• : is the path. We're going to only use this bucket for this one service so we're going to store it in the root of the bucket. If you want to store it at a specific path, just use :path/to/destination/folder.

    For our example, our command will be:
    restic -r b2:test-backups-bucket: init

  3. You'll then be prompted for a password. This password is what protects your repository. If you lose it, you lose your data.
  4. If all goes well, you should see a message saying that your repository was successfully created!
    created restic repository 8c3dc78f72 at b2:test-backups-bucket:

Our First Test Backup

  1. Let's try to back up our super-important-folder /example:
    restic -r b2:test-backups-bucket: backup /example
  2. You'll need to enter your restic repository password from the last step.
  3. After restic does its magic, you should see a summary of its work: 
    repository 8c3dc78f opened (repository version 2) successfully, password is correct
    created new cache in /root/.cache/restic
    no parent snapshot found, will read all files
    Files:           3 new,     0 changed,     0 unmodified
    Dirs:            1 new,     0 changed,     0 unmodified
    Added to the repository: 1.181 KiB (588 B stored)
    processed 3 files, 0 B in 0:01
                snapshot 91488291 saved
  4. Told you it was easy!

Our Second Test Backup (yes, really!)

I want to show you what restic does moving forward.

  • If a file is changed, it'll update it.
  • If a file is new, it'll add it.
  • If a file is deleted, it'll remove it.
  • If a file is unchanged, it'll do nothing.

You get the point! restic is efficient in the copy process. So, if we run our backup job once more...

repository 8c3dc78f opened (repository version 2) successfully, password is correct
using parent snapshot 91488291

Files:           0 new,     0 changed,     3 unmodified
Dirs:            0 new,     0 changed,     1 unmodified
Added to the repository: 0 B   (0 B   stored)

processed 3 files, 0 B in 0:01
snapshot d652c5d5 saved can see that it didn't have to waste any time uploading already-uploaded files! Cool, right?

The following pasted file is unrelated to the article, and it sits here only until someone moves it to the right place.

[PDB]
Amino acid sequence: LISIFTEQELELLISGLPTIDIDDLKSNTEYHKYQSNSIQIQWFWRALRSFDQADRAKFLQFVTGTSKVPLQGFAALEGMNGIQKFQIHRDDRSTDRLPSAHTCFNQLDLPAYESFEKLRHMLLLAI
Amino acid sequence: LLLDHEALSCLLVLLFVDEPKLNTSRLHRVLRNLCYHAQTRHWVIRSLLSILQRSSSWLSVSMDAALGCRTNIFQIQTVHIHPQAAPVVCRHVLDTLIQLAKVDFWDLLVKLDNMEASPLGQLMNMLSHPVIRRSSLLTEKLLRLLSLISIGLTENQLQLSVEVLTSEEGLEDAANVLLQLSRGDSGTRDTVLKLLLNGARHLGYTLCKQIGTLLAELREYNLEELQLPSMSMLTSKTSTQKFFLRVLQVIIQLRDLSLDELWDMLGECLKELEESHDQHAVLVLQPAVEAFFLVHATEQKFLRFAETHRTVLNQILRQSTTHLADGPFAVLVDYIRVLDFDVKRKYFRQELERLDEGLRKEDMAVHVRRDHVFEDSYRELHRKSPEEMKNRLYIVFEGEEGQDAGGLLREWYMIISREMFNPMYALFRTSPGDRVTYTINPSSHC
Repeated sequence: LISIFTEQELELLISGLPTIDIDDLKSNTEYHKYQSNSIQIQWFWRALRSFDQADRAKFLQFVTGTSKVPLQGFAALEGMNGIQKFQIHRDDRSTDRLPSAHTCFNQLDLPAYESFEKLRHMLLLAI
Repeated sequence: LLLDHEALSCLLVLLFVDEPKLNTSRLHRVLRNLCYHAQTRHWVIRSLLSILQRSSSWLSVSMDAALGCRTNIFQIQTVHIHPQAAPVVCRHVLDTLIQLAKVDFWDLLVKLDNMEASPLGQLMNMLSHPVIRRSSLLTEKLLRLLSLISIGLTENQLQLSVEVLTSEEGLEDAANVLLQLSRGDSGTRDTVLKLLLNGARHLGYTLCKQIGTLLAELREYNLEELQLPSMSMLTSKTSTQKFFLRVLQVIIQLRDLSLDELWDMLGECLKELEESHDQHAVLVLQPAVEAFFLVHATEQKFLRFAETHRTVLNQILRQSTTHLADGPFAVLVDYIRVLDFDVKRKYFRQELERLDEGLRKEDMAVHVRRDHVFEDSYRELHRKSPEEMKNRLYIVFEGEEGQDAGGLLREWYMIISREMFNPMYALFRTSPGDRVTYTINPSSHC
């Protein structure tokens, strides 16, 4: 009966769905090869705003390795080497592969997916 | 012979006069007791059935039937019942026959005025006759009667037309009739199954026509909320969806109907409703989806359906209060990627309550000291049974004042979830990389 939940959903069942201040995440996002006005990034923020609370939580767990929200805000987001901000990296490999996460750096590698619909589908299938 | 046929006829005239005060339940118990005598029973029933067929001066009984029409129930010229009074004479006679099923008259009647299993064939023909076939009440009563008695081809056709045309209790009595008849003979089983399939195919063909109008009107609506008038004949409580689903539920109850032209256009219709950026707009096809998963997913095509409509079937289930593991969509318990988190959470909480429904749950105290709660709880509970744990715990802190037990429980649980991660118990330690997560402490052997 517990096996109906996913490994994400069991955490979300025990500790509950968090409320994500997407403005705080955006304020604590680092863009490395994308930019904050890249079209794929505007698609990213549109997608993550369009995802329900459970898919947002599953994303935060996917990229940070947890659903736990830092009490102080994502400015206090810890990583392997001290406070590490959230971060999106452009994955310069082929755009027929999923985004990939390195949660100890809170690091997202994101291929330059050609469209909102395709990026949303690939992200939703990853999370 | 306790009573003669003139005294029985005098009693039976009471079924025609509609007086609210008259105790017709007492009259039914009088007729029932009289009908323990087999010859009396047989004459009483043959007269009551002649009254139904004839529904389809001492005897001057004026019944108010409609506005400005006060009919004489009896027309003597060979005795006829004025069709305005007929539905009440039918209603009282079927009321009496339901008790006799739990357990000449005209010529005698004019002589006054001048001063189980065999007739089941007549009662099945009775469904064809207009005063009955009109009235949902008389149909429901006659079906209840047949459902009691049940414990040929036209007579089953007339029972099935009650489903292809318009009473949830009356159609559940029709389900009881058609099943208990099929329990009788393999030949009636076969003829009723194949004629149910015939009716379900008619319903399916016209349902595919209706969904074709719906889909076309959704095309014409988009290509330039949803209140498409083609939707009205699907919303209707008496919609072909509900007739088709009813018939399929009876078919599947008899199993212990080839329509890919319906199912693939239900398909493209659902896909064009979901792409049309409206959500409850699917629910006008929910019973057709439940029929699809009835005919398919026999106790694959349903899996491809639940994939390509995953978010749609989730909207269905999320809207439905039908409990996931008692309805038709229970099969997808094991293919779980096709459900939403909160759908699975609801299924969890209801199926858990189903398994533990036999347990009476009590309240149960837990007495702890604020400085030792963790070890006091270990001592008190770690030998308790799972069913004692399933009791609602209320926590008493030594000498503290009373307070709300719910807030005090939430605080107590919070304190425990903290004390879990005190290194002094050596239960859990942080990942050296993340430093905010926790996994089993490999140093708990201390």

Gotchas and Advice

  • When using restic, keep in mind that you need to provide your Backblaze B2 Application ID. This is in the form of the two environment variables from above (B2_ACCOUNT_ID and B2_ACCOUNT_KEY).
  • You can pass your restic repository password into restic by exporting another environment variable, RESTIC_PASSWORD_FILE and setting it equal to a file that contains the password.
  • You can exclude files by adding --exclude-file=excludes.txt into your restic backup command. This file can just be a list of files that you wish to exclude.
  • I, typically, add --verbose --verbose (yes, two) to get the most information about my backup jobs.

Going Forward

Managing backup jobs is quite an interesting ordeal. To get around some of the issues I had, I dumped this restic job into Jenkins. "Isn't Jenkins a CI/CD application, Tyler?" Why, yes, yes it is! By using Jenkins, I get the following:

  • A UI to edit my restic jobs with
  • A UI to look at previous job logs/history
  • Built-in functionality to email and post to Discord when my backups fail
  • Built-in functionality to execute these backups on remote machines via SSH

An example Jenkins job of mine is one that backs up all of my Docker app data (so, if anything is running in Docker, they store their files here). I didn't want to include some files like those used by Plex for caching. Here's the build step which is an execute shell script on remote host using ssh block:

echo "/AppData/Plex/Library/Application Support/Plex Media Server/Cache" > excludes.txt
echo "/AppData/Plex/Library/Application Support/Plex Media Server/Plug-in Support/Caches" >> excludes.txt

export B2_ACCOUNT_ID=$keyID
export B2_ACCOUNT_KEY=$applicationID
export RESTIC_PASSWORD_FILE=$passwordFile

restic -r b2:AppData: --verbose --verbose backup /AppData --exclude-file=excludes.txt

©2024 Tyler Wright